The final issue that I talk to prospective Gastric Bypass patients about is the development of Alcoholism after surgery. For a long time, most of us described the increased rate of alcoholism after Gastric Bypass surgery as the result of a “transfer addiction.” The belief was that because the surgery minimized a person’s ability to indulge their food addiction, they sought out other substances, like alcohol. However, as our understanding of these surgeries evolved, we began to recognize that the transfer addiction model did not fully explain the increased rate of alcoholism. First, we determined that we were not seeing increased rates of addiction to other drugs, only alcohol. Also, post operative patients were reporting that their body’s response to alcohol changed after surgery. While we were seeing this after both Sleeve Gastrectomy and Gastric Bypass, it appeared more pronounced after Gastric Bypass surgery.
Patients after both procedure reported that they became more intoxicated after drinking less alcohol than they did before surgery. They also reported that the intoxication lasted longer. When we examined alcohol levels in postoperative patients, we found that their absorption pattern differed from those who have not had surgery. We found that alcohol levels increased faster, went higher and stayed high for longer, supporting the patient’s’ reports.
These results were profound in some patients, while others experienced less sensitivity. In many female patients, we found that a single alcoholic beverage caused them to develop blood alcohol levels over the legal limit for driving. Male patients required slightly more, exceeding the driving limit after one and half to two beverages.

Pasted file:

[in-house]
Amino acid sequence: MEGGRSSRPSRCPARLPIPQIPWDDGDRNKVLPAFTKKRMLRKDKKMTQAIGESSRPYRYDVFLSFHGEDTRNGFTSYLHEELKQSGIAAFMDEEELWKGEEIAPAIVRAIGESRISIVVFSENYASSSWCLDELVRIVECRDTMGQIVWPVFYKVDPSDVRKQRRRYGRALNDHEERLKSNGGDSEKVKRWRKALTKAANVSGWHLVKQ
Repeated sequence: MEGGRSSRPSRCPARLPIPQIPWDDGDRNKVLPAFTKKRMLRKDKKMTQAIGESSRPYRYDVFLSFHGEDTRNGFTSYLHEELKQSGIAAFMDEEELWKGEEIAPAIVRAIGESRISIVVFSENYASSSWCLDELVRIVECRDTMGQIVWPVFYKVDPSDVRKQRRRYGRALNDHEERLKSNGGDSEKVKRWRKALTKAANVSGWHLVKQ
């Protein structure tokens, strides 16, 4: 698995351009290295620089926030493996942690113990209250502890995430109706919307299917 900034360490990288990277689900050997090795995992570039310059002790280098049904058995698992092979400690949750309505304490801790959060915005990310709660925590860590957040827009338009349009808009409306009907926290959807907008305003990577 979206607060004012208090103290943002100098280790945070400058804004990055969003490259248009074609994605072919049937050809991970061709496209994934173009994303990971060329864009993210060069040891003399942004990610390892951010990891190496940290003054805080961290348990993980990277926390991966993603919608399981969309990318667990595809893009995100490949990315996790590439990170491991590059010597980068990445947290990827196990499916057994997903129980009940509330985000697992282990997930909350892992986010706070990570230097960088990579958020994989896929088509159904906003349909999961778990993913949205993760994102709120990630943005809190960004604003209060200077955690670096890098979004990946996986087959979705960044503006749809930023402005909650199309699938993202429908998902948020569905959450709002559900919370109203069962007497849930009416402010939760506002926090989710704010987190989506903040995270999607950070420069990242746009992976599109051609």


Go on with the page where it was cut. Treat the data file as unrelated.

It’s very difficult to determine the exact rate of the development of new alcohol problems after surgery, however, our best estimate is that between 3%-5% of all Gastric Bypass patients will develop a new alcohol use problem after surgery. This is a very important statistic for anyone considering Gastric Bypass surgery to take seriously. The change in your alcohol absorption pattern will change your relationship with alcohol. Many patients report that they no longer enjoy alcohol at all and have found that their consumption decreases. However, for some, this new absorption pattern triggers pleasure centers in the brain that weren’t stimulated by alcohol before surgery. These patients now have the potential to develop an alcohol problem if they continue to drink. If you notice that you enjoy alcohol much more after surgery than you did before, it is absolutely critical that you stop drinking before the problem starts. You are choosing to undergo Bariatric Surgery in order to make your life better. After a decade of performing these surgeries, I have a handful of patients who now struggle with alcoholism. I can assure you that, although the surgery has made these patients thinner, their life is not better.